Where has cash for training gone?

Teaching council fears funding changes will leave schools short of money for staff courses. Karen Thornton reports

School leaders fear cash for training courses for teachers could dry up as the Assembly government refocuses its funding on its own special initiatives.

Members of the General Teaching Council for Wales (GTCW) warned this week that some teachers were making applications to its continuing professional development (CPD) fund for courses that would previously have been funded by schools andor education authorities.

The GTCW manages the pound;1.6 million fund on behalf of the Welsh Assembly and only accepts applications from individual teachers, or groups of teachers, for training that meets their particular development needs.

But following a private briefing with education and lifelong learning minister Jane Davidson this week, some members raised concerns about where the cash will come from for the general training that schools need to meet their own objectives - for example, improving boys' performance.

Funding used to come from the grants for education, support and training fund (GEST). But it was replaced last year by the better schools fund (BSF) - which was then raided to provide cash for workload reforms.

Further reductions are expected in the BSF as the Assembly moves funding for statutory and mainstream activities, such as improving results at key stage 3 and support for ethnic-minority pupils, into other budgets.

The new streamlined BSF will instead support the Assembly government's own priorities and "innovative initiatives aimed at raising standards of attainment in schools and tackling disadvantage", said a spokeswoman.

But Elwyn Davies, head of Pencoed comprehensive, Bridgend, told fellow council members: "From what the minister has said, the better schools funding is going to become insignificant. So where do we meet the general training needs of staff? The implication is that BSF is going to go down and down. Does that mean access to CPD for schools is going to go down and down?"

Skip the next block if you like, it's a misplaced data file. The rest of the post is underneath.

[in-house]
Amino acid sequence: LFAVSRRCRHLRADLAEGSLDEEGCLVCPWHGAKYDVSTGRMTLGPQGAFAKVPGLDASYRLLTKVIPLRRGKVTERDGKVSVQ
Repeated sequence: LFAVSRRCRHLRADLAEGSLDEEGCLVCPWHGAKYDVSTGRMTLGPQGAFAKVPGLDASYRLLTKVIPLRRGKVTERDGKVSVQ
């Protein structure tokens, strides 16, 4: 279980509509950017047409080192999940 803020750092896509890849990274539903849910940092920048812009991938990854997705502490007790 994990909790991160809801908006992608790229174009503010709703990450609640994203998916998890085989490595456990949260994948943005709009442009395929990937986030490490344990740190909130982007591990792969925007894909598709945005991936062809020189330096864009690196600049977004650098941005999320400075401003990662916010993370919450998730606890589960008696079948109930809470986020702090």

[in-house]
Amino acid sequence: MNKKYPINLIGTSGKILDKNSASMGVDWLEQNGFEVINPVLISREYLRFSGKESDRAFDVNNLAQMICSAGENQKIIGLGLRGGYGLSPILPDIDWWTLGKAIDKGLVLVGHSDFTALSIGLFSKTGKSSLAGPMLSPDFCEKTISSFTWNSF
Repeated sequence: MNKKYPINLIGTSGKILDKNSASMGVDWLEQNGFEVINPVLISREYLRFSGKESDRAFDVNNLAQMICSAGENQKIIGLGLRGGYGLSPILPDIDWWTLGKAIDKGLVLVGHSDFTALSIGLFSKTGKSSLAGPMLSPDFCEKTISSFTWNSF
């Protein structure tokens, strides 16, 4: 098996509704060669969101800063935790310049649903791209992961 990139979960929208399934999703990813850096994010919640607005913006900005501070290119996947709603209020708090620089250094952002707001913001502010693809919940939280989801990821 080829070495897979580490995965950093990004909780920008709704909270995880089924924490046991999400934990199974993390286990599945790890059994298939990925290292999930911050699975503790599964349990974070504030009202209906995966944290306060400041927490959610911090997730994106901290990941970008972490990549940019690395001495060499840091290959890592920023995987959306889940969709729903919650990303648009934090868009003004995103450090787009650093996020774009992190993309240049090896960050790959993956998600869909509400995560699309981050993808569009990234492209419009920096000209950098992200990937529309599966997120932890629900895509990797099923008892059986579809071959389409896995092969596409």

He and other members also raised concerns about where the funding would come from for the training of rising numbers of non-teaching staff.

Suzanne Nantcurvis, president of the National Association of Schoolmasters Union of Women Teachers Cymru, claimed some teachers were applying for funding from the teaching council's CPD fund for courses that met school needs, not their own.

"Many teachers are applying to the GTCW for what should be their entitlement under the BSF for things like WJEC (the Welsh exams board) courses," she said.

But an Assembly spokeswoman said it had announced last year that funding for general "subject-based" in-service training would be removed from the BSF.

She added: "The BSF is complemented by support for teachers' personal professional development which is now available through the GTCW. This will increase to pound;3m in 2006-7.

"The BSF will continue to fund INSET to support raising standards in literacy and numeracy, transition across key stages, and priority curriculum areas including modern foreign languages, personal and social education, work-related education, PE and the Curriculum Cymreig.

"Local authorities are responsible for ongoing support to schools and teachers, including training and development. Where there are new initiatives and developments that require grant support, then the BSF can be used to provide pump priming."

Richard Parry Jones, Anglesey's director of education, said funding was insufficient to meet all the training needs of the teaching workforce.

Mal Davies, the GTCW's chairman, told the council meeting: "The most important resource in schools is the well-motivated teacher. If we want the best teachers with the highest standards, they need to have access to CPD."

Nearly 40 per cent of teachers who applied for professional development funding from the GTCW this year (2004-5) had made successful applications in previous years. Council members said more needed to be done to publicise the fund to schools.

Only 35 individual teachers in Conwy (3.3 per cent of those eligible to apply) and 29 in Blaenau Gwent (4.5 per cent) were successful this year, compared to 343 in Rhondda Cynon Taf (14.3 per cent) and 180 from the Vale of Glamorgan (13.7 per cent).

Overall, around 2,875 individual teachers in 962 schools benefited from Pounds 1.29m of professional development bursaries, research scholarships and sabbaticals, with a further pound;300,000 going to networks of teachers spread across schools and LEAs.

* Teachers in Wales will pay the same as last year to register with the GTCW in 2005-6 - pound;32.

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